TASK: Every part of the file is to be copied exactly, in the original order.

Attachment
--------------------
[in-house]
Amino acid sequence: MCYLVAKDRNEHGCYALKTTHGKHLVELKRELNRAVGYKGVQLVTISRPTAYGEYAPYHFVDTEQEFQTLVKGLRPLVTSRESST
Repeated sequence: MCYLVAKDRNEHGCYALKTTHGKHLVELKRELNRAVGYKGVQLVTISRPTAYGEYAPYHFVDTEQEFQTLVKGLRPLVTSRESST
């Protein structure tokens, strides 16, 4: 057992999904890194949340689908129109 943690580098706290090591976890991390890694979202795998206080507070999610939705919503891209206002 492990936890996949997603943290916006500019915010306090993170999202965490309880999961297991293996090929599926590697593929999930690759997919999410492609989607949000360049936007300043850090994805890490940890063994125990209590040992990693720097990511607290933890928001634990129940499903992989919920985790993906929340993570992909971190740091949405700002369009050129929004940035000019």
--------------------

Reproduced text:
[in-house]
Amino acid sequence: MCYLVAKDRNEHGCYALKTTHGKHLVELKRELNRAVGYKGVQLVTISRPTAYGEYAPYHFVDTEQEFQTLVKGLRPLVTSRESST
Repeated sequence: MCYLVAKDRNEHGCYALKTTHGKHLVELKRELNRAVGYKGVQLVTISRPTAYGEYAPYHFVDTEQEFQTLVKGLRPLVTSRESST
């Protein structure tokens, strides 16, 4: 057992999904890194949340689908129109 943690580098706290090591976890991390890694979202795998206080507070999610939705919503891209206002 492990936890996949997603943290916006500019915010306090993170999202965490309880999961297991293996090929599926590697593929999930690759997919999410492609989607949000360049936007300043850090994805890490940890063994125990209590040992990693720097990511607290933890928001634990129940499903992989919920985790993906929340993570992909971190740091949405700002369009050129929004940035000019």